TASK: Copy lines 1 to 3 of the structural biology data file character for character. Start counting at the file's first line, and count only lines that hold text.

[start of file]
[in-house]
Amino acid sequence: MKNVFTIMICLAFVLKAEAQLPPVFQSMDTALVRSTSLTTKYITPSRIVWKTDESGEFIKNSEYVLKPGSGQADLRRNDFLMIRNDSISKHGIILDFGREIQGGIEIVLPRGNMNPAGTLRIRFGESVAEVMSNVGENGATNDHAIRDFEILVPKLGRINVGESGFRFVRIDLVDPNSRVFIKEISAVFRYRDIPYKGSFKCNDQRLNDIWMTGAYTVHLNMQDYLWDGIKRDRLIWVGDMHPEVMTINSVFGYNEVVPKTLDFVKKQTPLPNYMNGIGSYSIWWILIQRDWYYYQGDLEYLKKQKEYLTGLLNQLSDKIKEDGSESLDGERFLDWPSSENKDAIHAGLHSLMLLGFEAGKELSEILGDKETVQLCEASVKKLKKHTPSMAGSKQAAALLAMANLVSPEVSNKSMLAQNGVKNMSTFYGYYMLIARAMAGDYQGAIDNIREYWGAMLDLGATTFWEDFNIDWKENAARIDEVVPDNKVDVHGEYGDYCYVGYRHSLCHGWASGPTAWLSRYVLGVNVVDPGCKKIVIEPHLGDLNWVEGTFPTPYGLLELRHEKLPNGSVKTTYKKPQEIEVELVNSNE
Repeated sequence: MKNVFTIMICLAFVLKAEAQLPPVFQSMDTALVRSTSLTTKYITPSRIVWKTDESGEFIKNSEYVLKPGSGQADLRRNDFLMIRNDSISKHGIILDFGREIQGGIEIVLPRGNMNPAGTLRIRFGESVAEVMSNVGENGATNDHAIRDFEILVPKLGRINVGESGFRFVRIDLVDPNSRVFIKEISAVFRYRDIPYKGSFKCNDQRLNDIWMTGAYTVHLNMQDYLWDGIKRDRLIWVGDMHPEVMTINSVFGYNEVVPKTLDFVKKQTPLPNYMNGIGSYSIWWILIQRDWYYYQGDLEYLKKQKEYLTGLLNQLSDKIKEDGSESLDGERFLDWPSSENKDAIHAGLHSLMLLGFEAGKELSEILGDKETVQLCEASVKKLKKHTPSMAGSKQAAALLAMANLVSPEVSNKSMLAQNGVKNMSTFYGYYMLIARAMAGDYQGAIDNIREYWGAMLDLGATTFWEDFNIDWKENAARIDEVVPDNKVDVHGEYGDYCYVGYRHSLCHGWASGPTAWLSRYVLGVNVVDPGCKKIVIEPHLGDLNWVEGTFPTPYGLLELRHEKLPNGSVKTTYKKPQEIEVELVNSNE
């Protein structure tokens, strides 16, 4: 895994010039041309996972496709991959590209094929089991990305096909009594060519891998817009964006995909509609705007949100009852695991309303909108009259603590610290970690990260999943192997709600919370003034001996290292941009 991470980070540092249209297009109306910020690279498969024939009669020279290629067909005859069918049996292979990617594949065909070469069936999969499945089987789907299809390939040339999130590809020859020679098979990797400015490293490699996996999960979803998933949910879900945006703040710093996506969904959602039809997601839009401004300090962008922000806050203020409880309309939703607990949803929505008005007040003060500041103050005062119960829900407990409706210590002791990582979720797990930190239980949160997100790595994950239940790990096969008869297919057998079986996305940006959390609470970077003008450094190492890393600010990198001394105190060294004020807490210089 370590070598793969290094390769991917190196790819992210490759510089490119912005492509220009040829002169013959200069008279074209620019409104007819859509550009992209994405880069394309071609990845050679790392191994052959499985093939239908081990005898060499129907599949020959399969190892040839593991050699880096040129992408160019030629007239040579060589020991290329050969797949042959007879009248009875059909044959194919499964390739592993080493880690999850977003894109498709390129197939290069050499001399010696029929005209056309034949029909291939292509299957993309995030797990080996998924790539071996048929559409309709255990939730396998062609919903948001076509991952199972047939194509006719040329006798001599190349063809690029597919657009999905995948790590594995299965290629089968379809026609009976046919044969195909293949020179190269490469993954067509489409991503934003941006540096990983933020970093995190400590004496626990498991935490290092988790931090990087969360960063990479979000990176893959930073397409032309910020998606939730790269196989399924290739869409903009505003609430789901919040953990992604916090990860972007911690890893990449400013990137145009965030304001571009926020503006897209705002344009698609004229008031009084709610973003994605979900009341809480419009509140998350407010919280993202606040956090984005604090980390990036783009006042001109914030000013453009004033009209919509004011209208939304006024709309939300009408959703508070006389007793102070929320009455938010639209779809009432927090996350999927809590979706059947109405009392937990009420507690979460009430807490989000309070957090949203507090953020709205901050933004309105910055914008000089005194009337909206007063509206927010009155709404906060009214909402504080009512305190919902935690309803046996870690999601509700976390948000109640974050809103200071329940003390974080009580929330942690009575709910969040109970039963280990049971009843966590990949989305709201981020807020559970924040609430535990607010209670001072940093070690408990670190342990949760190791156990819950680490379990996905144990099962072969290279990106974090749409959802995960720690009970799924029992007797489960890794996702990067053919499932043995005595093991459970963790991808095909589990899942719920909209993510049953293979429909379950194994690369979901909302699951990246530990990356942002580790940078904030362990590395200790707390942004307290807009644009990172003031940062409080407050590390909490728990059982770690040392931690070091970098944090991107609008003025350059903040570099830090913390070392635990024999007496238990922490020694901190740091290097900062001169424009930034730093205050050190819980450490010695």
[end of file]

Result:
[in-house]
Amino acid sequence: MKNVFTIMICLAFVLKAEAQLPPVFQSMDTALVRSTSLTTKYITPSRIVWKTDESGEFIKNSEYVLKPGSGQADLRRNDFLMIRNDSISKHGIILDFGREIQGGIEIVLPRGNMNPAGTLRIRFGESVAEVMSNVGENGATNDHAIRDFEILVPKLGRINVGESGFRFVRIDLVDPNSRVFIKEISAVFRYRDIPYKGSFKCNDQRLNDIWMTGAYTVHLNMQDYLWDGIKRDRLIWVGDMHPEVMTINSVFGYNEVVPKTLDFVKKQTPLPNYMNGIGSYSIWWILIQRDWYYYQGDLEYLKKQKEYLTGLLNQLSDKIKEDGSESLDGERFLDWPSSENKDAIHAGLHSLMLLGFEAGKELSEILGDKETVQLCEASVKKLKKHTPSMAGSKQAAALLAMANLVSPEVSNKSMLAQNGVKNMSTFYGYYMLIARAMAGDYQGAIDNIREYWGAMLDLGATTFWEDFNIDWKENAARIDEVVPDNKVDVHGEYGDYCYVGYRHSLCHGWASGPTAWLSRYVLGVNVVDPGCKKIVIEPHLGDLNWVEGTFPTPYGLLELRHEKLPNGSVKTTYKKPQEIEVELVNSNE
Repeated sequence: MKNVFTIMICLAFVLKAEAQLPPVFQSMDTALVRSTSLTTKYITPSRIVWKTDESGEFIKNSEYVLKPGSGQADLRRNDFLMIRNDSISKHGIILDFGREIQGGIEIVLPRGNMNPAGTLRIRFGESVAEVMSNVGENGATNDHAIRDFEILVPKLGRINVGESGFRFVRIDLVDPNSRVFIKEISAVFRYRDIPYKGSFKCNDQRLNDIWMTGAYTVHLNMQDYLWDGIKRDRLIWVGDMHPEVMTINSVFGYNEVVPKTLDFVKKQTPLPNYMNGIGSYSIWWILIQRDWYYYQGDLEYLKKQKEYLTGLLNQLSDKIKEDGSESLDGERFLDWPSSENKDAIHAGLHSLMLLGFEAGKELSEILGDKETVQLCEASVKKLKKHTPSMAGSKQAAALLAMANLVSPEVSNKSMLAQNGVKNMSTFYGYYMLIARAMAGDYQGAIDNIREYWGAMLDLGATTFWEDFNIDWKENAARIDEVVPDNKVDVHGEYGDYCYVGYRHSLCHGWASGPTAWLSRYVLGVNVVDPGCKKIVIEPHLGDLNWVEGTFPTPYGLLELRHEKLPNGSVKTTYKKPQEIEVELVNSNE